Sacred Sites and the Colonial Encounter: A History of Meaning and Memory in Ghana by Sandra E. Greene. Indiana University Press, Bloomington and Indiana, 2002. 200pp. ISBN 025321521517X, £15.00 (pb).
A professor of African History at Cornell and a past president of the African Studies Association, Sandra E. Greene has spent some twenty-five years trying to find out how the people of Anloga, in the Volta region of Ghana, understood and understand ‘the physical and spiritual landscapes in which they lived’.
While her title suggests she is offering a wide-ranging study of a nation, Greene has, in fact, provided depth rather than breadth. Potential purchasers should be warned: Greene writes about a town situated between the Keta Lagoon and the sea. She makes excellent use of missionary and colonial records, of wide reading, of field notes collected over a long period, and of extended essays written by undergraduates in institutions of higher education in Ghana. The heart of her book is succinct, covering 137 pages. This is followed by evidence of serious scholarship: 34 pages of notes, a fifteen-page bibliography, and a ten-page index.
Trying to find out what people believe is very difficult, and when an historical dimension is given to this task, the detective work required is particularly complex. Difficulties increase when the written sources available are largely from colonial or missionary archives. However, by focusing on ‘sites’, on sacred spots, and on public demonstrations, whether at festivals or in protests, Greene has identified a means of beginning to define elusive attitudes.
Lest her approach should be oversimplified, she refers to Keith Thomas’s Religion and the Decline of Magic and through reference to that study reminds readers of the complexity of the academic tradition and community in which she exists. In writing about the Anlo Ewe, her tone is tentative and guarded. The following extract from her concluding chapter draws attention to the focus of her study of change in Anlo Ewe beliefs and illustrates the circumspect manner in which she presents her findings. She writes:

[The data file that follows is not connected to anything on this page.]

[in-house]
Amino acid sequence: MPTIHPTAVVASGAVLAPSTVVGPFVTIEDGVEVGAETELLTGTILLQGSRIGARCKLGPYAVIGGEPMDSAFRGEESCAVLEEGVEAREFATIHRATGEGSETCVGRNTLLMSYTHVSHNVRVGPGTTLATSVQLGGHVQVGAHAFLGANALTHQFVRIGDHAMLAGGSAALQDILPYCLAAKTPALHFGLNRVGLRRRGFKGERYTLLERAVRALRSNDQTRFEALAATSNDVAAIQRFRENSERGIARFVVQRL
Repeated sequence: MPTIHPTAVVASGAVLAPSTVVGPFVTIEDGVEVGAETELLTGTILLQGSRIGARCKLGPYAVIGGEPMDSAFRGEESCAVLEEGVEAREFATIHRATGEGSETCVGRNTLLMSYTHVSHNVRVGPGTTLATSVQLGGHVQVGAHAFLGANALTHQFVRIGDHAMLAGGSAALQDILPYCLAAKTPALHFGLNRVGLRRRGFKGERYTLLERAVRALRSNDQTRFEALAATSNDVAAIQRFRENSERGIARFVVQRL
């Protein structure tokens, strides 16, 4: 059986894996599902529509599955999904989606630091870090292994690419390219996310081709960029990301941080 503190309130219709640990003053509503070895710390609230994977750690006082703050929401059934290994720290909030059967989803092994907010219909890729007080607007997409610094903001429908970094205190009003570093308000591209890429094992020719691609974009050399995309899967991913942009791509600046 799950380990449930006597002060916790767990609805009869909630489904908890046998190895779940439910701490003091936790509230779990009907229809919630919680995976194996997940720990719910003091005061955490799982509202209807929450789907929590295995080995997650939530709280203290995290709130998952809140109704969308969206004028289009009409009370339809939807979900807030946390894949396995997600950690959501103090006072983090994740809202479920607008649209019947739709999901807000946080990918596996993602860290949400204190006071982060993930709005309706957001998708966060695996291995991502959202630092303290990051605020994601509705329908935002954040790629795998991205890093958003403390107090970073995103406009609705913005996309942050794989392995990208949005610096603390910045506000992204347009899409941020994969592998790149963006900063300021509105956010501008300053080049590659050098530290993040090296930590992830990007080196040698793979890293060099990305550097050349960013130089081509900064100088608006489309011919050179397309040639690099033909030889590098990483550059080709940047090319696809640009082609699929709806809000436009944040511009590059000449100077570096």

‘…while some older beliefs and practices have been modified or abbreviated, others have undergone more profound change. Among many in Anlo, for example, the body is still understood to be subject to external spiritual intervention through sorcery. But belief in the ability of the spiritual aspects of the body to affect the self and others has virtually disappeared. Witchcraft accusations are virtually nonexistent in contemporary Anlo. Faith in the reality of reincarnation (where the spiritual content of the living body is understood in certain instances to be that which had previously occupied the body of a deceased relative) has become so uncommon that diviners complain bitterly about the lack of interest in their services.’
The repetition of ‘virtually’ reinforces a position, already established by ‘some’ and ‘more’ in the first sentence quoted. The reference to diviners provides a useful marker: the diviners complain, but they are still in business and their complaints should be assessed along with the complaints of others in similar positions.
The concentration on ‘sites’ may explain why Greene does not respond adequately to the work of a towering Anlo Ewe intellect, a writer whose work is familiar to many and who had an impact on Anloga. Greene refers only in passing to F. K. Fiawoo whose best-known play, The Fifth Landing Stage (published 1943 in English), abounds with references to Anlo history, beliefs and practices past and present. The opportunity to mine Fiawoo’s text, and indeed his life work as educationist, academic, politician and lodge member, is passed up, and with it the opportunity to move from vague generalisation to precise definition. In the bibliography Fiawoo’s major play is credited to his son, who shares an initial as well as a surname, D.K. Fiawoo. This is a pity, but given her exhaustive research and the fascinating account Greene has produced, a minor blemish on a remarkable piece of work.
Reviewed by: James Gibbs
University of the West of England, Bristol[Published in Leeds African Studies Bulletin 65 (2003), pp. 74-75]